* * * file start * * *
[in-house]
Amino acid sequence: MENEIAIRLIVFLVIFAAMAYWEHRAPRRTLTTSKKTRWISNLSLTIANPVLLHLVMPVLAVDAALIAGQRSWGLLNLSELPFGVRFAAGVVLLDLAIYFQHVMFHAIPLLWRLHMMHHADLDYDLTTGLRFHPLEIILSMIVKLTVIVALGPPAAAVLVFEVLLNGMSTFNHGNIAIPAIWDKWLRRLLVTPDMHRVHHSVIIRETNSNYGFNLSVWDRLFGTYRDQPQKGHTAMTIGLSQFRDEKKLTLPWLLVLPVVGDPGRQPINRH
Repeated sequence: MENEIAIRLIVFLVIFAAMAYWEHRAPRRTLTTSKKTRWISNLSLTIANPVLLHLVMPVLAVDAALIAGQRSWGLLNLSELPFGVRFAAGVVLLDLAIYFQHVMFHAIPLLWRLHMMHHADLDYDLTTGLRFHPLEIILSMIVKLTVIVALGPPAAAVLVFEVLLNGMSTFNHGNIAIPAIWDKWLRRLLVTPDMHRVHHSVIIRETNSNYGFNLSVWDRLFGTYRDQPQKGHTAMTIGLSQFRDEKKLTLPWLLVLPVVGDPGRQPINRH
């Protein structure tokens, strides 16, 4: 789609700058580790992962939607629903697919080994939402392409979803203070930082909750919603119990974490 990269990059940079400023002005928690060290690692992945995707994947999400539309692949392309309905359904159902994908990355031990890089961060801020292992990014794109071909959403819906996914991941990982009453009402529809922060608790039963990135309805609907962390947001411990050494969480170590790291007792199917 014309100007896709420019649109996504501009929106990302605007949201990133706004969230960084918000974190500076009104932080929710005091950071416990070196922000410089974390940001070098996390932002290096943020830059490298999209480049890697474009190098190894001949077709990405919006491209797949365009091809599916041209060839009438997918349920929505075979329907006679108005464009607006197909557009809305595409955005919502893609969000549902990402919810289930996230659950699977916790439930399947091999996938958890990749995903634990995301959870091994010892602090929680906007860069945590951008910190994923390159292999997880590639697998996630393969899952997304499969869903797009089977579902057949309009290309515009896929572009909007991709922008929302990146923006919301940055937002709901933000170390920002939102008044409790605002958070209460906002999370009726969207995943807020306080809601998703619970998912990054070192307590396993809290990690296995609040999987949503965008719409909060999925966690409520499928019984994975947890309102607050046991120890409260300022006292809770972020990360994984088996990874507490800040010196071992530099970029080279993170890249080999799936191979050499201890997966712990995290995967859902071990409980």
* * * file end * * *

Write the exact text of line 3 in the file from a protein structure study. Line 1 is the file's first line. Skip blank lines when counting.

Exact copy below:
Repeated sequence: MENEIAIRLIVFLVIFAAMAYWEHRAPRRTLTTSKKTRWISNLSLTIANPVLLHLVMPVLAVDAALIAGQRSWGLLNLSELPFGVRFAAGVVLLDLAIYFQHVMFHAIPLLWRLHMMHHADLDYDLTTGLRFHPLEIILSMIVKLTVIVALGPPAAAVLVFEVLLNGMSTFNHGNIAIPAIWDKWLRRLLVTPDMHRVHHSVIIRETNSNYGFNLSVWDRLFGTYRDQPQKGHTAMTIGLSQFRDEKKLTLPWLLVLPVVGDPGRQPINRH